Protest heartbreak for connections of Awesome Rock in Australian Cup

Mar 23, 2016

For the third time in recent weeks the Flemington stewards room was the centre of drama, with stewards reversing the result of the $1.5 million Australian Cup.

The result meant heartbreak for the father-son training combination of Leon and Troy Corstens when their tough stayer, Awesome Rock, had the group 1 event taken from them and given to the Sydney-trained Preferment.

Protests on three important races lately, all at Flemington, have been major talking points. However, Saturday's objection was clearcut, leaving stewards no alternative but to uphold the objection by jockey Hugh Bowman of Preferment.

Bowman's mount was over a length behind Awesome Rock when that horse came into contact with Preferment, with the latter reducing it to a short half-head.

Again anxious owners had to wait as stewards considered their verdict and after a long break they moved Preferment from second place to first, giving the champion Chris Waller stable yet another group 1 victory.

 Chief steward Terry Bailey said stewards had no problem with the fairness of the race between the 400m and 300m mark, however they took exception to a bump from Awesome Rock on Preferment with 200m to go.

Bailey said that considering the short half-head margin between the pair they felt Preferment had been denied victory.

A philosophical Troy Corstens said later: "That's part of racing and I'm disappointed but these things happen."

In a sporting gesture Waller said that he felt for the owners of Awesome Rock in those critical minutes after the protest.

"I do feel for them, it must be very difficult, it was a short margin and today it went our way. But the horse is certainly deserving of a race like this as his form leading up to today had been very good," Waller said.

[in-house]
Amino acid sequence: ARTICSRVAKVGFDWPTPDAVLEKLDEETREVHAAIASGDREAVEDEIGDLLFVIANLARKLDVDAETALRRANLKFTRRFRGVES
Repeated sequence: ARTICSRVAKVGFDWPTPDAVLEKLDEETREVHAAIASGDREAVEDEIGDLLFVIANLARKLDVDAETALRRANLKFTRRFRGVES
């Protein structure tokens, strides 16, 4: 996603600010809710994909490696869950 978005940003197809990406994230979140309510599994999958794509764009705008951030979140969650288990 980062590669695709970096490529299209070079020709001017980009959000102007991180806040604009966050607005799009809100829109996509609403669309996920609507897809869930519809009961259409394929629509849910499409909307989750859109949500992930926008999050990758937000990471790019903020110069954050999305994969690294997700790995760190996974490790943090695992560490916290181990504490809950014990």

Most racegoers went to Flemington on Saturday convinced they would see a potential sprinting champion in Chautauqua and a classy former international Bow Creek, who could in time test the all-conquering Sydney mare Winx.

But it wasn't to be. Popular Cranbourne trainer Robbie Griffiths had never made a secret of the fact he believed The Quarterback was a group 1 racehorse and on Saturday at Flemington racegoers saw why he held such a strong opinion of the horse.

"It was my first group 1, we've been getting close, but just couldn't nail it," he said. "The stable had been going really well, we're in the top 10 in the state but we just couldn't snare that group 1 winner."

In contrast Chautauqua loomed up in the closing stages in the Newmarket but couldn't find that scintillating final 50 metres he was able to show a fortnight earlier in the Lightning.

Bow Creek, as is his way, missed the start in the Australian Cup and despite weaving his way through the field in the straight he never loomed as a genuine threat of collaring the leading pair.

And for jockey Glen Boss, Australian Cup day was a highly forgettable affair. When the gates opened for the Kewney Stakes, his mount, Pasadena Girl, stood flat-footed and took no part in the race.

Forty minutes later the jockey was trotting his mount, Counterattack, to the gates when he was dumped near the winning post and the horse was scratched.

And in other news, high-class stayer Signoff has been scratched from the Adelaide Cup after running a high temperature soon after arriving in Adelaide.

PATRICK BARTLEY